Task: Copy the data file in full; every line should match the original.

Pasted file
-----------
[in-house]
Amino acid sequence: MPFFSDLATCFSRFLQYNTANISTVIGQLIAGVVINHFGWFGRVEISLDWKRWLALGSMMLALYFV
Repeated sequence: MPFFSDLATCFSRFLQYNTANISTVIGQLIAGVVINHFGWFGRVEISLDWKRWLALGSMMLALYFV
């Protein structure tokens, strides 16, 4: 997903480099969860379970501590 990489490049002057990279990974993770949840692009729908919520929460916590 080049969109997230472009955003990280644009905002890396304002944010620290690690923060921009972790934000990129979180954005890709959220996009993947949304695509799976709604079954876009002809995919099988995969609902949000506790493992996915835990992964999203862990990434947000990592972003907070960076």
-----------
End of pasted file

[in-house]
Amino acid sequence: MPFFSDLATCFSRFLQYNTANISTVIGQLIAGVVINHFGWFGRVEISLDWKRWLALGSMMLALYFV
Repeated sequence: MPFFSDLATCFSRFLQYNTANISTVIGQLIAGVVINHFGWFGRVEISLDWKRWLALGSMMLALYFV
């Protein structure tokens, strides 16, 4: 997903480099969860379970501590 990489490049002057990279990974993770949840692009729908919520929460916590 080049969109997230472009955003990280644009905002890396304002944010620290690690923060921009972790934000990129979180954005890709959220996009993947949304695509799976709604079954876009002809995919099988995969609902949000506790493992996915835990992964999203862990990434947000990592972003907070960076």